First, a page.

Thursday, June 20, 2013 ... Deutsch/Español/Related posts from blogosphere

Supersymmetric Google Hangout with John Ellis

According to a 2004 SPIRES survey, the CERN particle phenomenologist John Ellis of the U.K. was the second most cited physicist in high-energy physics and, except for the third one (Steven Weinberg), the only one surpassing 50% of the citations collected by Edward Witten. ;-)

After 2004, he actually added over 170 papers with 6,000+ new citations, which, along with the new citations earned by the older papers, brought him from 33,000+ to 53,000+ now. At least in the discipline of citation collection, you should definitely not forget about John Ellis! You may also know John Ellis as a maverick who dared to disagree with the great high school teacher Walter Wagner who had calculated that the LHC would devour the Earth. Also, his CERN introduction to the Higgs field earned over half a million of views.

Most of his research has gone well beyond the Lagrangian terms on his T-shirt on the image elsewhere in this text; in other words, he's been primarily researching Beyond the Standard Model physics. Today, you may ask a question – or at least a question about supersymmetry – to him.

On Thursday, 5 pm Prague Summer Time i.e. 11 am Boston Daylight Saving Time i.e. 8 am Californian Daylight Saving Time, there will be a Google Hangout (Google+ page) with him about SUSY on Use @CERN #askcern on Twitter to ask questions. If you click at the last link so far, you will see that I have already tried to ask a super top classified question. I don't expect the true answer to be revealed but the chance is nonzero, perhaps 50-50. ;-)

Incidentally, the first tetraquark (a pair of mesons stuck together) called \(Z_c(3900)\) was discovered by Japan's Belle Experiment as well as Beijing EPC a few days ago, see e.g. Nature.

Add to Digg this Add to reddit

snail feedback (8) :

reader LQCD_practicer said...

That is not a tetraquark your naive guy ;-), data is still inconclusive (read the paper!) for such bold assertions ... anyway, if you believe in the real theory of nuclear interactions, which forbids by ab initio calculations such kind of boundstates, you would have no doubt what they really are!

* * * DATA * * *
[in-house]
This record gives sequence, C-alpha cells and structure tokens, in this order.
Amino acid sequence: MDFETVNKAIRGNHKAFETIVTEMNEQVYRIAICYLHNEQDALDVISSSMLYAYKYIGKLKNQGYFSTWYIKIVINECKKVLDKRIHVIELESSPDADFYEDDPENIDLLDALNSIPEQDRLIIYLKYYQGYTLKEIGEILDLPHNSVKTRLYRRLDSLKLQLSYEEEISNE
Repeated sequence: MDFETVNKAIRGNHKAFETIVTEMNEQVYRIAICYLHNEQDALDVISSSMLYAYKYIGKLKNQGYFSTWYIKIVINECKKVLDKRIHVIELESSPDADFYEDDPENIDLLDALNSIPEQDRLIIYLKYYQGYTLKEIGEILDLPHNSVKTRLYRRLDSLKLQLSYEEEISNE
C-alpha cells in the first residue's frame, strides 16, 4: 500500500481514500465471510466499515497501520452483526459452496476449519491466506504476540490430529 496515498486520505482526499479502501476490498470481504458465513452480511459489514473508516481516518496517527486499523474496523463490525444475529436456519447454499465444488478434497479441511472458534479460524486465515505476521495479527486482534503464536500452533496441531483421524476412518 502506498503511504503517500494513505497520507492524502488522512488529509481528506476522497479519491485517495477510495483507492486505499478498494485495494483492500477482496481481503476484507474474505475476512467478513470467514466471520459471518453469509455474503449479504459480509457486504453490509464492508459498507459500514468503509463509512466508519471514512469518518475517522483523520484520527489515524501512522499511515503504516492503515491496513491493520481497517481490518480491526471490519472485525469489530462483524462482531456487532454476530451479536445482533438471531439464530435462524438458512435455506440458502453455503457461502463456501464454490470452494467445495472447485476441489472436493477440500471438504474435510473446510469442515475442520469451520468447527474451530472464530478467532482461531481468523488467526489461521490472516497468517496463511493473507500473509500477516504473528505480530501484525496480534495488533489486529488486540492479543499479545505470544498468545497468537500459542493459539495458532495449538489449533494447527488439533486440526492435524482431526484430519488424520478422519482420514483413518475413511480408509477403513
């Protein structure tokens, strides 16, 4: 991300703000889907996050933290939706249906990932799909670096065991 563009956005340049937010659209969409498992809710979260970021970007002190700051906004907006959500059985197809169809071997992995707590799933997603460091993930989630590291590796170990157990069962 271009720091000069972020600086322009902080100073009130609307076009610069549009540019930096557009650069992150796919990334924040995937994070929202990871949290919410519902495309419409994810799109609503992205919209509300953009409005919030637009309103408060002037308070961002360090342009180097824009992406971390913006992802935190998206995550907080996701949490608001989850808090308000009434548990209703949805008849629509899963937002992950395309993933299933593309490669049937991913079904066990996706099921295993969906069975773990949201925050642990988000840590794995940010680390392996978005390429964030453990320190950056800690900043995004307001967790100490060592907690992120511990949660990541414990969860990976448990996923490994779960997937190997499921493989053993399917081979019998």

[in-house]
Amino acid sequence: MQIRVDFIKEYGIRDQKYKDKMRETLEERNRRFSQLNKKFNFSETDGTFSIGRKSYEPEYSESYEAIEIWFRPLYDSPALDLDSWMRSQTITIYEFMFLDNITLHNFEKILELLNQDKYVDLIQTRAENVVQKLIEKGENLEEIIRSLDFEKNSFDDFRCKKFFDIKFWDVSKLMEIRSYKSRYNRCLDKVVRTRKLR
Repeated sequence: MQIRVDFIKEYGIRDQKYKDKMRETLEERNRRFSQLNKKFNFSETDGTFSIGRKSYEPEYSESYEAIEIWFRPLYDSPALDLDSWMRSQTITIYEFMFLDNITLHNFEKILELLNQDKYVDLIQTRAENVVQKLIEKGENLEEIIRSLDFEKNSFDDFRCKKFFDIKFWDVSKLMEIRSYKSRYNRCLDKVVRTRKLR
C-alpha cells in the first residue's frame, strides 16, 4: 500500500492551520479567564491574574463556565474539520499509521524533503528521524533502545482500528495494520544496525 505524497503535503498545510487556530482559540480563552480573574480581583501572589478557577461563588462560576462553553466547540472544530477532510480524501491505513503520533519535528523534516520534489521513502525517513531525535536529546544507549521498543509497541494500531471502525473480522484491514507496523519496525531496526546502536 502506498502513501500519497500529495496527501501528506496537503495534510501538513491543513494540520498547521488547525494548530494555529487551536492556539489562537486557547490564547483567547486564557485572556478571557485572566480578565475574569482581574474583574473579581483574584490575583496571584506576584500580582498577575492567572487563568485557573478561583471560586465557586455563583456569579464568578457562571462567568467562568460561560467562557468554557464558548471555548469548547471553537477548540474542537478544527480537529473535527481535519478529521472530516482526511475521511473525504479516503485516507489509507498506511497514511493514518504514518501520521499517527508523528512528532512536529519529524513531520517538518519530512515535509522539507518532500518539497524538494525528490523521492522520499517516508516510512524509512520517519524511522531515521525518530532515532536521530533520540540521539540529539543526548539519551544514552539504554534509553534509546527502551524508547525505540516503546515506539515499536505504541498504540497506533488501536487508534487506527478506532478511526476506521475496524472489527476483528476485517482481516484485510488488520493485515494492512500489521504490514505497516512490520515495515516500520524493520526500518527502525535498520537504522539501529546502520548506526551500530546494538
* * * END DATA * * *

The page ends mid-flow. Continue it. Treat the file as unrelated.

reader Luboš Motl said...

I didn't write that a particular paper says that it's a tetraquark. I wrote that it *is* a tetraquark. For some reasons why I am ready to bet on this, see e.g.

reader Luboš Motl said...

Let me mention that tetraquarks and pentaquarks are different objects and the existence of one doesn't imply the existence of the other, and vice versa.

A TRF text related to pentaquarks:

reader Gordon said...

In the hangout video, John is looking more and more like Gandalf :)

reader LQCD_practicer said...

Dear "Check Author", once you are clearly better in linguistics (or collecting typos) than in physics please re-check your sources because by providing us with tons of model-dependent hep-ph papers is no real counterargument against (lack of tetraquark in) lattice data. The Nature's article is clear when it states that the "tetraquark" hypothesis is still too debated to be considered a 5-sigma discovery. To know: "But the experiments’ margin of error is still too great to rule out the possibility of molecular mesons breaking down". Most likely the these poor guys in Belle are, as many others in recent history, just being confused by another typical QCD resonance. How much do you bet?

reader Rehbock said...

Thanks Lubos. Yes. I should have made clear. My remarks were based in part on a 2003 (yes a decade ago) link regards pentaquark saying the Belle group has also discovered tetraquark

reader Gordon said...

wrt supersymmetry, it seems that John is still a
strong "belieber" (as he should be) :)

reader LQCD_practicer said...

How much do you want to bet? You simply have not published my previous email, so I think you have assumed to be wrong. 5-sigma, remember that, ok?